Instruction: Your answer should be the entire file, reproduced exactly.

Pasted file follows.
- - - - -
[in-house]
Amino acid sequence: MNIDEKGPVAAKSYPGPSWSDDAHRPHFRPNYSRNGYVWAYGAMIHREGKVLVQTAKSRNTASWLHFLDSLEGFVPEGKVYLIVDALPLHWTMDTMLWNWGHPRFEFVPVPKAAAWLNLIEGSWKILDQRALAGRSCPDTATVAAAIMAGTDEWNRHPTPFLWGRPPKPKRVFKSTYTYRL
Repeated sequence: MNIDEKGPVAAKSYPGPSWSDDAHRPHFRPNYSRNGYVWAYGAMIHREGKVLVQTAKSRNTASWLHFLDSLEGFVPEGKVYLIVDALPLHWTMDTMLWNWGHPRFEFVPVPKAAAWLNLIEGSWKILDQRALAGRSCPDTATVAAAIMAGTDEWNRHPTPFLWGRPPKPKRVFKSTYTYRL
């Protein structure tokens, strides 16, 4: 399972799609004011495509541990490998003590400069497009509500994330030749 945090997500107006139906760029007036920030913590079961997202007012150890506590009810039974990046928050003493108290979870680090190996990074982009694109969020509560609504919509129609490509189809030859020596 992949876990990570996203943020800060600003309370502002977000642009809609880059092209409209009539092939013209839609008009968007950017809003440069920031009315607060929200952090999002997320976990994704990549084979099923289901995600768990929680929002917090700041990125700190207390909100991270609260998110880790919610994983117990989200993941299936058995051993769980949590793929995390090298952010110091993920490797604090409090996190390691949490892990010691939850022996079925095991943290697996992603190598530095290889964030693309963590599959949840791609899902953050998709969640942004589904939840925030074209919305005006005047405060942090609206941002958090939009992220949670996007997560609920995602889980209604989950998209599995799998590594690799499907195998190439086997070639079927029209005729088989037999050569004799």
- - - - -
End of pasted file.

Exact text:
[in-house]
Amino acid sequence: MNIDEKGPVAAKSYPGPSWSDDAHRPHFRPNYSRNGYVWAYGAMIHREGKVLVQTAKSRNTASWLHFLDSLEGFVPEGKVYLIVDALPLHWTMDTMLWNWGHPRFEFVPVPKAAAWLNLIEGSWKILDQRALAGRSCPDTATVAAAIMAGTDEWNRHPTPFLWGRPPKPKRVFKSTYTYRL
Repeated sequence: MNIDEKGPVAAKSYPGPSWSDDAHRPHFRPNYSRNGYVWAYGAMIHREGKVLVQTAKSRNTASWLHFLDSLEGFVPEGKVYLIVDALPLHWTMDTMLWNWGHPRFEFVPVPKAAAWLNLIEGSWKILDQRALAGRSCPDTATVAAAIMAGTDEWNRHPTPFLWGRPPKPKRVFKSTYTYRL
């Protein structure tokens, strides 16, 4: 399972799609004011495509541990490998003590400069497009509500994330030749 945090997500107006139906760029007036920030913590079961997202007012150890506590009810039974990046928050003493108290979870680090190996990074982009694109969020509560609504919509129609490509189809030859020596 992949876990990570996203943020800060600003309370502002977000642009809609880059092209409209009539092939013209839609008009968007950017809003440069920031009315607060929200952090999002997320976990994704990549084979099923289901995600768990929680929002917090700041990125700190207390909100991270609260998110880790919610994983117990989200993941299936058995051993769980949590793929995390090298952010110091993920490797604090409090996190390691949490892990010691939850022996079925095991943290697996992603190598530095290889964030693309963590599959949840791609899902953050998709969640942004589904939840925030074209919305005006005047405060942090609206941002958090939009992220949670996007997560609920995602889980209604989950998209599995799998590594690799499907195998190439086997070639079927029209005729088989037999050569004799």